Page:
128 bits long (16 bytes). Basic architecture is 64 bits for the network number and 64 bits for the host number. Often, the host portion of an IPv6 address (or part of it) will be derived from a MAC address or other interface identifier.
Depending on the subnet prefix, IPv6 has a more complicated architecture than IPv4.
The number of IPv6 addresses is 1028 (79 228 162 514 264 337 593 543 950 336) times larger than the number of IPv4 addresses. The text form of the IPv6 address is xxxx:xxxx:xxxx:xxxx:xxxx:xxxx:xxxx:xxxx, where each x is a hexadecimal digit, representing 4 bits. Leading zeros can be omitted. The double colon (::) can be used once in the text form of an address to designate any number of 0 bits. For example, ::ffff:10.120.78.40 is an IPv4-mapped IPv6 address.
Originally, addresses were allocated by network class. As address space is depleted, smaller allocations using Classless Inter-Domain Routing (CIDR) are made. Allocation has not been balanced among institutions and nations.
Allocation is in the earliest stages. The Internet Engineering Task Force (IETF) and Internet Architecture Board (IAB) have recommended that essentially every organization, home, or entity be allocated a /48 subnet prefix length. This will leave 16 bits for the organization to do subnetting. The address space is large enough to give every person in the world their own /48 subnet prefix length.
Used to designate network from host portion.
You must configure a newly installed system before it can communicate with other systems; that is, IP addresses and routes must be assigned.
Configuration is optional, depending on functions required. IPv6 can be used with any Ethernet adapter and can be run over the loopback interface. IPv6 interfaces are self-configuring using IPv6 stateless autoconfiguration. You can also manually configure the IPv6 interface. So, the system will be able to communicate with other IPv6 systems that are local and remote, depending on the type of network and whether an IPv6 router exists.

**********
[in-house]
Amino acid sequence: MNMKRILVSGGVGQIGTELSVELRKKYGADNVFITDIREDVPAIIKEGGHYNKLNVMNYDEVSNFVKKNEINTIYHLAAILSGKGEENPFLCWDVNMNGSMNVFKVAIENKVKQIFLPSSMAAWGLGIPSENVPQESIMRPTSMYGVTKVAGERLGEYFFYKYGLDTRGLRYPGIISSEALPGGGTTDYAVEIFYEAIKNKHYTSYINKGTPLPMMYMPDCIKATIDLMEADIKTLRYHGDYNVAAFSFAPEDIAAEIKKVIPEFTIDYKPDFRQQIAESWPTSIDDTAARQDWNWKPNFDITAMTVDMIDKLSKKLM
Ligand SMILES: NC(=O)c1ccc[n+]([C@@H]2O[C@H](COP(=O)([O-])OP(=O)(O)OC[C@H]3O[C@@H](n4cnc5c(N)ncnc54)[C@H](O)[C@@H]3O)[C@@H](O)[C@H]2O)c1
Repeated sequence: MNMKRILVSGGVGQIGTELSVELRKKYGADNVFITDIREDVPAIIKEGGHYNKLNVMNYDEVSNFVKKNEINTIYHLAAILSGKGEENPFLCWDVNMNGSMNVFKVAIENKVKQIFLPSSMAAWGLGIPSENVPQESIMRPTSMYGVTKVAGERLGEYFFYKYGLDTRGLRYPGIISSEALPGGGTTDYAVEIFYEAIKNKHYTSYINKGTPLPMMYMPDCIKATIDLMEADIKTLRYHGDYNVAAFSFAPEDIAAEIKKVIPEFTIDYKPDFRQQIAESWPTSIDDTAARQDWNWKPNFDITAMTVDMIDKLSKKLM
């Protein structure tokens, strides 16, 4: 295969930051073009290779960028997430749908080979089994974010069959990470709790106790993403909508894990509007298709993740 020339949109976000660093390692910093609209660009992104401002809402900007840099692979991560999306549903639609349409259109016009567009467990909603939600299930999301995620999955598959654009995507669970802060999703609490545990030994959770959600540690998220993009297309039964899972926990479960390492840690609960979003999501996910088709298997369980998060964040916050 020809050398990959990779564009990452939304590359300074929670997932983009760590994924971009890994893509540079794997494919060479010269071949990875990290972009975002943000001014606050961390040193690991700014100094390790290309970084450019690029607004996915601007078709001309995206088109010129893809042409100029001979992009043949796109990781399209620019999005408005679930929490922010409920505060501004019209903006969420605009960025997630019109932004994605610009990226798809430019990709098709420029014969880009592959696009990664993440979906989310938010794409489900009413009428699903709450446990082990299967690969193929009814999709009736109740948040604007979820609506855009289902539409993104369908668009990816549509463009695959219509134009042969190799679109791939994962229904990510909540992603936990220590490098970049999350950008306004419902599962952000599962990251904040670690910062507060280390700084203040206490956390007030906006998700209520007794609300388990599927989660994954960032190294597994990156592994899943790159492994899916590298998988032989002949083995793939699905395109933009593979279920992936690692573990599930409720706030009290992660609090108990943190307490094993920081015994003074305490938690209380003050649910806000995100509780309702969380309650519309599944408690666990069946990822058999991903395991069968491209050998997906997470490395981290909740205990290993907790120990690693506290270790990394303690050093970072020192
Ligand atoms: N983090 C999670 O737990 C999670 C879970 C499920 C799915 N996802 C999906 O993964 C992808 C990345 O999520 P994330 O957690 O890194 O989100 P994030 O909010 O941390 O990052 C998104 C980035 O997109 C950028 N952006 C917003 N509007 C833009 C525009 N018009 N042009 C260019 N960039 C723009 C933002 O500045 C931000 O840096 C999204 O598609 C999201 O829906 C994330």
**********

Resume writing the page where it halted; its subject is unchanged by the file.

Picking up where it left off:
Domain Name System (DNS)
Applications accept host names and then use DNS to get an IP address, using socket API gethostbyname().
Applications also accept IP addresses and then use DNS to get host names using gethostbyaddr().
For IPv4, the domain for reverse lookups is in-addr.arpa.
Same support for IPv6. Support for IPv6 exists using AAAA (quad A) record type and reverse lookup (IP-to-name). An application may elect to accept IPv6 addresses from DNS (or not) and then use IPv6 to communicate (or not).
The socket API gethostbyname() only supports IPv4. For IPv6, a new getaddrinfo() API is used to obtain (at application choice) IPv6 only, or IPv4 and IPv6 addresses.
For IPv6, the domain used for reverse lookups is ip6.arpa, and if they are not found then ip6.int is used.
Dynamic Host Configuration Protocol (DHCP)
DHCP is used to dynamically obtain an IP address and other configuration information. IBM i supports a DHCP server for IPv4.
A configurable table that associates an Internet address with a host name (for example, 127.0.0.1 for loopback). This table is used by the sockets name resolver, either before a DNS lookup or after a DNS lookup fails (determined by host name search priority).
Same support for IPv6.
Internet Control Message Protocol (ICMP)
Used by IPv4 to communicate network information.
Used similarly by IPv6; however, Internet Control Message Protocol version 6 (ICMPv6) provides some new attributes.
Basic error types remain, such as destination unreachable, echo request and reply. New types and codes are added to support neighbor discovery and related functions.
Variable length of 20-60 bytes, depending on IP options present.
Fixed length of 40 bytes. There are no IP header options. Generally, the IPv6 header is simpler than the IPv4 header.
LAN connection is used by an IP interface to get to the physical network. Many types exist; for example, Ethernet. Sometimes it is referred to as the physical interface, link, or line.
IPv6 can be used with any Ethernet adapters and is also supported over virtual Ethernet between logical partitions.
A loopback address is an interface with an address of 127.*.*.* (typically 127.0.0.1) that can only be used by a node to send packets to itself. The physical interface (line description) is named *LOOPBACK.
The concept is the same as in IPv4. The single loopback address is 0000:0000:0000:0000:0000:0000:0000:0001 or ::1 (shortened version). The virtual physical interface is named *LOOPBACK.
PING is a basic TCP/IP tool to test reachability. Available using IBM Navigator for i and the character-based interface.
Same support for IPv6.
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